What Went Wrong With Philadelphia Eagles After 3-0 Start?

Sunday’s 32-14 loss to the Cincinnati Bengals was the final nail in the coffin for the 2016 Philadelphia Eagles. They trailed 29-0 to a team that entered the day 4-7-1; some late garbage-time scores from the Eagles shouldn’t hide what was an all-around embarrassing effort. At two games under .500 in the NFC’s most competitive division, it would take an absolute miracle for Doug Pederson’s squad to pull themselves back into the thick of the playoff race.

So what went wrong? After such a promising 3-0 start behind then-MVP frontrunner Carson Wentz, why are we left to pick up the pieces in what will be a third straight season without a playoff appearance for the Eagles – and an eighth straight without a win?

Is it Pederson’s fault? Should we blame Chip Kelly for leaving us with this roster? Is it Agholor’s fault? Is it – forgive me, Eagles fans – the fault of the first-round quarterback, who was supposed to be a savior? In all actuality, it’s a combination of all of those, coupled with the fact that no one expected the rest of the NFC East to be quite this good, this soon. In the blame game, here’s where I start with this year’s now 5-7 club.

 

Carson Wentz caught everyone by surprise the first three weeks, and that raised expectations through the roof.

It was glorious when the Eagles started the season 3-0, winning every game by a double-digit margin. Carson Wentz – who wasn’t even a starter until a week before Opening Day – had five total touchdowns to no interceptions, and he showed the poise of a 15-year pro on his way to the Hall of Fame. We had to know that wouldn’t last, but a 2-7 record since is demoralizing. Wentz has severely regressed. It’s no secret that he’s playing with an awful group of pass-catching talent. It’s also becoming increasingly obvious watching the games that Wentz isn’t making the throws that he used to. He’s sailing his throws. He’s short on his deep passes. He fumbles too much.  His mechanics have been questioned. All that doesn’t mean he’s a bad quarterback. He has the size and work ethic and talent and desire to have a long and successful career at the position, and how he responds this offseason will tell the organization and the fanbase a lot about him.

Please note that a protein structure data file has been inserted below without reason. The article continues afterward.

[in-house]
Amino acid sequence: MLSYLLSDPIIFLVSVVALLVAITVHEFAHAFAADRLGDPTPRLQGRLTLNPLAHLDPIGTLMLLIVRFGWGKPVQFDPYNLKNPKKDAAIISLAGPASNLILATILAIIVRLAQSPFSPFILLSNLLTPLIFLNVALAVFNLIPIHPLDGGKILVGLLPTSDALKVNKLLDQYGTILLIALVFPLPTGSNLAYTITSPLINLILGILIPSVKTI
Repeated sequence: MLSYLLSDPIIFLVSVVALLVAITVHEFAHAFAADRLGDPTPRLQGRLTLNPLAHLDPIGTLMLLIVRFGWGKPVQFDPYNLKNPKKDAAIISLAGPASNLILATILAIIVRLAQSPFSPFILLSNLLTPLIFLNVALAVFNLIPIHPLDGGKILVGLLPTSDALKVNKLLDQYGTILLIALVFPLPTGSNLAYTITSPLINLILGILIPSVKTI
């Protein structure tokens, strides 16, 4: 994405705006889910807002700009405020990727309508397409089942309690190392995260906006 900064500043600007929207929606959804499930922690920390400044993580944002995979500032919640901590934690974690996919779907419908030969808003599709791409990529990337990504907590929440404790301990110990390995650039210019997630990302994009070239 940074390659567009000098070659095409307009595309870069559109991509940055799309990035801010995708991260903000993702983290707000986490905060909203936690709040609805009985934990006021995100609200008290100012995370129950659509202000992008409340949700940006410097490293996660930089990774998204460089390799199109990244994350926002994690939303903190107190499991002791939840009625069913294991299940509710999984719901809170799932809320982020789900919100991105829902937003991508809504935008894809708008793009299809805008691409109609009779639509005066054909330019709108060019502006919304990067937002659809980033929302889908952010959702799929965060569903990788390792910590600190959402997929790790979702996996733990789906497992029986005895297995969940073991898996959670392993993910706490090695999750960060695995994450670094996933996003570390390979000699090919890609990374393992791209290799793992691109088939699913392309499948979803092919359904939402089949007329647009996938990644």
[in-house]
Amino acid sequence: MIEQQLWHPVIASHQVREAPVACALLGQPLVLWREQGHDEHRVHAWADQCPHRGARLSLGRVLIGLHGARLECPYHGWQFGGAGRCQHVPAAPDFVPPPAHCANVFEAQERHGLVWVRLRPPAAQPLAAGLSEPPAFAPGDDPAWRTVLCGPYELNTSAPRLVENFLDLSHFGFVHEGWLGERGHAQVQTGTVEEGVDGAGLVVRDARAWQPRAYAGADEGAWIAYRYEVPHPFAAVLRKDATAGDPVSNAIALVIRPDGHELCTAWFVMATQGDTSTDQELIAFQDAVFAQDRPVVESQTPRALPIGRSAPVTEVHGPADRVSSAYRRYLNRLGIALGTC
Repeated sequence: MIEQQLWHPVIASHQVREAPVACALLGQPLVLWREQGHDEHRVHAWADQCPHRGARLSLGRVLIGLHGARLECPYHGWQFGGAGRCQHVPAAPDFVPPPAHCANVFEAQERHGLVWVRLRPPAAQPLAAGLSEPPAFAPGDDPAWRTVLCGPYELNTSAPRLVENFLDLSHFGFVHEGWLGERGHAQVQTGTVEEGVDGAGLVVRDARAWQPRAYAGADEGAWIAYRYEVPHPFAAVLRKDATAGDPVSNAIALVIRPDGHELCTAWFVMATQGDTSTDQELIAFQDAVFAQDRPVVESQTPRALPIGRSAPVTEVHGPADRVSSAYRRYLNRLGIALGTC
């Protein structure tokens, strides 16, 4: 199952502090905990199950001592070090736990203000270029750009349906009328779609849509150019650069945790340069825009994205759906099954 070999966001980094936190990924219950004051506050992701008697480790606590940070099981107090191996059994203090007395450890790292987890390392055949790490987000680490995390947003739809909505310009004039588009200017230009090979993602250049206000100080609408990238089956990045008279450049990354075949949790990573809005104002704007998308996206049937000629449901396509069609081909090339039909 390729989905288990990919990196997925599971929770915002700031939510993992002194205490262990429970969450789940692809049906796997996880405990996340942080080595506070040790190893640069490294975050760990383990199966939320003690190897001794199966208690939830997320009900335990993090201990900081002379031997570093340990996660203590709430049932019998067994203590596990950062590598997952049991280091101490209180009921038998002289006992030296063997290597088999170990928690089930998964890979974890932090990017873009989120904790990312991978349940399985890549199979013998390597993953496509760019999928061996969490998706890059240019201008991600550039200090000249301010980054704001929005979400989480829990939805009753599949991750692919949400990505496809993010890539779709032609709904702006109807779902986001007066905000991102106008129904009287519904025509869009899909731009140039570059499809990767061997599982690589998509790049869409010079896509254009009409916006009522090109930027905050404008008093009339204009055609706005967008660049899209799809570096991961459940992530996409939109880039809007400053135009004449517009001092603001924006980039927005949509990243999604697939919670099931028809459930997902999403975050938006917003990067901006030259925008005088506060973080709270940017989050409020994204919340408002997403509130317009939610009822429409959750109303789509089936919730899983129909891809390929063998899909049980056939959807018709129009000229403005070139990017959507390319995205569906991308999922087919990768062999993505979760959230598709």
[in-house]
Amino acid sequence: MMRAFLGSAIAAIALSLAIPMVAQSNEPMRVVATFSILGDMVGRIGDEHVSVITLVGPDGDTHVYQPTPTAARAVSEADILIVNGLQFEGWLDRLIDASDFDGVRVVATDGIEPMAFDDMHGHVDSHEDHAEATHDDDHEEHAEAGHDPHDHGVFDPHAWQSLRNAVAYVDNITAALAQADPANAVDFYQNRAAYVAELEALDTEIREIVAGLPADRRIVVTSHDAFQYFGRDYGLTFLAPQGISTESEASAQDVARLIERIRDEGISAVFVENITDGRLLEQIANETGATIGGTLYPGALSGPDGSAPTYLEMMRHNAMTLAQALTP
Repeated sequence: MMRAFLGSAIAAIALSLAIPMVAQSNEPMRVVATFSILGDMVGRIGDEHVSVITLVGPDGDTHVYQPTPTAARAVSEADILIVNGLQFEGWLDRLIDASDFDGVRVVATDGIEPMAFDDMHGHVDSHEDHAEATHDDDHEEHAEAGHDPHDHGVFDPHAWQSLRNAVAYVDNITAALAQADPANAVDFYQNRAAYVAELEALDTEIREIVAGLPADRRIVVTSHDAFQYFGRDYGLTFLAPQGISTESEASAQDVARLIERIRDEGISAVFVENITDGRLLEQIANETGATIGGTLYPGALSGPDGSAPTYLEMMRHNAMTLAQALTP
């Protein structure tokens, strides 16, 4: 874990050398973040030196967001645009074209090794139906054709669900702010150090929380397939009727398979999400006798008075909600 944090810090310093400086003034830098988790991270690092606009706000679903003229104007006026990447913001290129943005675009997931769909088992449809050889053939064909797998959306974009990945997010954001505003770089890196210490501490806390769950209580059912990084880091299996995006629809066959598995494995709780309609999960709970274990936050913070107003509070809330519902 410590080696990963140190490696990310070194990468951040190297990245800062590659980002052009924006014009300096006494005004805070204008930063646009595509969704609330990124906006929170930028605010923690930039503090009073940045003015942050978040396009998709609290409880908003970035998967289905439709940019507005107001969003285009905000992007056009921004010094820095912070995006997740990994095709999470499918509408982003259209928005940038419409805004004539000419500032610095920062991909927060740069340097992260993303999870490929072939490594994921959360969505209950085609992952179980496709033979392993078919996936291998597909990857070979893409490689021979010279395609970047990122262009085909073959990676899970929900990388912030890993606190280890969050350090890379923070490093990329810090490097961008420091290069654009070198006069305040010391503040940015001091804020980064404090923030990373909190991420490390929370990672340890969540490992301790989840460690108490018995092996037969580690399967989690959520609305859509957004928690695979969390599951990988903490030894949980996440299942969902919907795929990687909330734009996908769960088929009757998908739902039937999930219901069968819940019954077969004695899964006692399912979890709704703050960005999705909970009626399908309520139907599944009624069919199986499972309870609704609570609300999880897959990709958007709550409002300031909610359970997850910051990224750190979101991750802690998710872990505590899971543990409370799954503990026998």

Lane Johnson’s suspension was a crippling loss to an offense that is already devoid of talent at the wide receiver position.

It’s no coincidence that the Eagles’ downfall started when Lane Johnson was suspended. In the first four games, Johnson was healthy and dominating at right tackle, and as a result, the Eagles were averaging 29 points per game. In the eight games since, they’re 2-6 and have averaged 19 points per contest. They were the third-highest scoring team with Johnson, and they’re the 21st highest-scoring team without Johnson. With Johnson on the field, the Eagles aren’t the Dallas Cowboys, but they have themselves a top-three pair of bookend offensive tackles.

 

You can’t win football games when you’re trotting out Nelson Agholor and Dorial Green-Beckham and Bryce Treggs for regular snaps.

Outside of Jordan Matthews, the Philadelphia Eagles’ wide receivers aren’t just bad. They’re historically awful. Nelson Agholor is a sad case of a player who is just overmatched at the NFL level, and he’s even letting it go to his head. Agholor is 132th among all players in receiving yards (287). He’s 114th in receptions (31). He hasn’t caught a touchdown since Week 1.

Dorial Green-Beckham hasn’t been much better, posting just a 33/359/2 statline. Josh Huff was released earlier this season. That essentially leaves undrafted rookies Bryce Treggs and Paul Turner taking regular snaps. Does that sound like a formula for success? Even the Eagles’ running game has been subpar, with the team essentially putting forth a four-headed backfield that ranks just 16th in the league in rushing yards per attempt.

 

They have a rookie head coach and a rookie quarterback. What do you expect?

When you look at the 2016 season as a whole, it’s reasonable. The Eagles, with a rookie head coach and rookie quarterback – not to mention an underwhelming group of offensive playmakers – are 5-7. They’ve struggled to move the ball, although Wentz has shown flashes. The defense has had tremendous stretches of brilliance, and gone through a long dry spell. The special teams has remained a constant bright spot, and speaks highly about the performance of coordinator, Dave Fipp. Looking at the sum of the parts as a whole, this season is probably what we all expected. I predicted the Eagles to be 6-10 (link). At this rate, that’s about what they’ll end up being. It’s just the way it has happened that has been so disappointing.

 

Jim Schwartz’s defense, led by $100 million man Fletcher Cox, has cooled off.

The Bengals scored on their first six possessions against the Eagles in Week 13, and that was without A.J. Green. For the second straight game, Jim Schwartz’s much-heralded defensive line produced zero sacks. In fact, the Eagles have one total sack in their last three games – and it’s been for no yards. They haven’t recorded an interception since they beat Matt Ryan in Week 10. Fletcher Cox, he of the $100-plus million contract, has two total tackles and no sacks in the last month. Mychal Kendricks has been invisible all season, and we’ve come to expect that from him, but what about Vinny Curry? Where has Brandon Graham been?